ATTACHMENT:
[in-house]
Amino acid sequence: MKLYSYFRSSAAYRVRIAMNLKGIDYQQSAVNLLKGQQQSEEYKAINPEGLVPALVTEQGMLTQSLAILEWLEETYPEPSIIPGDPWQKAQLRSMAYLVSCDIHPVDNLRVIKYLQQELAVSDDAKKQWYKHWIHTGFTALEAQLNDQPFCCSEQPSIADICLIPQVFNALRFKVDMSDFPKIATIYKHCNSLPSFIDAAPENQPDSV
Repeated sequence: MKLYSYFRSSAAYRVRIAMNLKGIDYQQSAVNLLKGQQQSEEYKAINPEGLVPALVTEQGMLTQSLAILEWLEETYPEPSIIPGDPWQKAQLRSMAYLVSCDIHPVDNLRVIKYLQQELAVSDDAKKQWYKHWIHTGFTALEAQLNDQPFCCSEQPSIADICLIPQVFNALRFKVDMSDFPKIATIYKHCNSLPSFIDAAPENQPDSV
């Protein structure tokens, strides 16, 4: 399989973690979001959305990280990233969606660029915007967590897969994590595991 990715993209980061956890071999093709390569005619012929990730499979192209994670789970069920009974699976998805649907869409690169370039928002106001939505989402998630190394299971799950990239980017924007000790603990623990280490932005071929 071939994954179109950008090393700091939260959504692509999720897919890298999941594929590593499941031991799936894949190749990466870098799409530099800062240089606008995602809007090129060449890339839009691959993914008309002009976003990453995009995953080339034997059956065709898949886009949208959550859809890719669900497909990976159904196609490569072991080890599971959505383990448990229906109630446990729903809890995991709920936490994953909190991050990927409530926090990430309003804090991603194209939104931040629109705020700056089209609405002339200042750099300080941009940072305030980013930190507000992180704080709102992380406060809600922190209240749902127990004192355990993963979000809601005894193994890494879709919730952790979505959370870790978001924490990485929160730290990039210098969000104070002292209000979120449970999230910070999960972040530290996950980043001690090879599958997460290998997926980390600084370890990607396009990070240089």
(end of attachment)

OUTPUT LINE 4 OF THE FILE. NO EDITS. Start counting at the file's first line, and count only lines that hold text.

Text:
């Protein structure tokens, strides 16, 4: 399989973690979001959305990280990233969606660029915007967590897969994590595991 990715993209980061956890071999093709390569005619012929990730499979192209994670789970069920009974699976998805649907869409690169370039928002106001939505989402998630190394299971799950990239980017924007000790603990623990280490932005071929 071939994954179109950008090393700091939260959504692509999720897919890298999941594929590593499941031991799936894949190749990466870098799409530099800062240089606008995602809007090129060449890339839009691959993914008309002009976003990453995009995953080339034997059956065709898949886009949208959550859809890719669900497909990976159904196609490569072991080890599971959505383990448990229906109630446990729903809890995991709920936490994953909190991050990927409530926090990430309003804090991603194209939104931040629109705020700056089209609405002339200042750099300080941009940072305030980013930190507000992180704080709102992380406060809600922190209240749902127990004192355990993963979000809601005894193994890494879709919730952790979505959370870790978001924490990485929160730290990039210098969000104070002292209000979120449970999230910070999960972040530290996950980043001690090879599958997460290998997926980390600084370890990607396009990070240089």